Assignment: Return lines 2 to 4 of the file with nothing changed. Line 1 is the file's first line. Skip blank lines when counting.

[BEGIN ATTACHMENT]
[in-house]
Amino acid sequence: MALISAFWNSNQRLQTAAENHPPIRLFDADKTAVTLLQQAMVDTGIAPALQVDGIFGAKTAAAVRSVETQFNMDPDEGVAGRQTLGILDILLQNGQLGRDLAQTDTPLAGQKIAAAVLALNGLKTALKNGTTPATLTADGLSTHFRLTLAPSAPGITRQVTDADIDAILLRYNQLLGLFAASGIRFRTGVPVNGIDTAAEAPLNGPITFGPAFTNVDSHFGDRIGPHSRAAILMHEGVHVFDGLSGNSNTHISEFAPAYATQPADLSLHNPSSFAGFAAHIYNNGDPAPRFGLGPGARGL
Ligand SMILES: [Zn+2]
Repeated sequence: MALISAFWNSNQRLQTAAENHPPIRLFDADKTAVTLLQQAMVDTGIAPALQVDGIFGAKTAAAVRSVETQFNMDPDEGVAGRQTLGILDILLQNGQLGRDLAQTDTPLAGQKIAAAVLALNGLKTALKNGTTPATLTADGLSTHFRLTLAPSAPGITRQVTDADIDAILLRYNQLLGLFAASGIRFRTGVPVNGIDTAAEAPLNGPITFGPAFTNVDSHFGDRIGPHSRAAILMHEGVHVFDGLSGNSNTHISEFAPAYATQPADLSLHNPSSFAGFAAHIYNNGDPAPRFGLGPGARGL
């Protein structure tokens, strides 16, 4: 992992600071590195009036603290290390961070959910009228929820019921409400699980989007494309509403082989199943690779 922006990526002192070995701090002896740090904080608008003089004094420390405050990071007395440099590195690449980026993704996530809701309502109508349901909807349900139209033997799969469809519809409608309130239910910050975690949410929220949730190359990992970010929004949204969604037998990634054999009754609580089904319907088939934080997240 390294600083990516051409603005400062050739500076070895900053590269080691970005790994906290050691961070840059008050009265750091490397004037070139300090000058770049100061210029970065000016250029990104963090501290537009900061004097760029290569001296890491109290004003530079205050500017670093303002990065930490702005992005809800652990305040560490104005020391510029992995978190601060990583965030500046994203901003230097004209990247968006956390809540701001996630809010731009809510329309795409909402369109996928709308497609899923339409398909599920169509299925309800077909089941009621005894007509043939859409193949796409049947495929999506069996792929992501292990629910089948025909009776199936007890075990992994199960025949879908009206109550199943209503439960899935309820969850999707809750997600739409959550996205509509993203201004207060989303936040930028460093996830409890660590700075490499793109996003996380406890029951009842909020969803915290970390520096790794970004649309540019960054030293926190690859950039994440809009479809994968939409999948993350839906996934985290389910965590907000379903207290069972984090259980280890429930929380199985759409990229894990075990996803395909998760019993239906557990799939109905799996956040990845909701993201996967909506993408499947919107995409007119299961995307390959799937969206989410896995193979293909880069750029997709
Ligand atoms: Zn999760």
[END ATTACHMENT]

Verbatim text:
Amino acid sequence: MALISAFWNSNQRLQTAAENHPPIRLFDADKTAVTLLQQAMVDTGIAPALQVDGIFGAKTAAAVRSVETQFNMDPDEGVAGRQTLGILDILLQNGQLGRDLAQTDTPLAGQKIAAAVLALNGLKTALKNGTTPATLTADGLSTHFRLTLAPSAPGITRQVTDADIDAILLRYNQLLGLFAASGIRFRTGVPVNGIDTAAEAPLNGPITFGPAFTNVDSHFGDRIGPHSRAAILMHEGVHVFDGLSGNSNTHISEFAPAYATQPADLSLHNPSSFAGFAAHIYNNGDPAPRFGLGPGARGL
Ligand SMILES: [Zn+2]
Repeated sequence: MALISAFWNSNQRLQTAAENHPPIRLFDADKTAVTLLQQAMVDTGIAPALQVDGIFGAKTAAAVRSVETQFNMDPDEGVAGRQTLGILDILLQNGQLGRDLAQTDTPLAGQKIAAAVLALNGLKTALKNGTTPATLTADGLSTHFRLTLAPSAPGITRQVTDADIDAILLRYNQLLGLFAASGIRFRTGVPVNGIDTAAEAPLNGPITFGPAFTNVDSHFGDRIGPHSRAAILMHEGVHVFDGLSGNSNTHISEFAPAYATQPADLSLHNPSSFAGFAAHIYNNGDPAPRFGLGPGARGL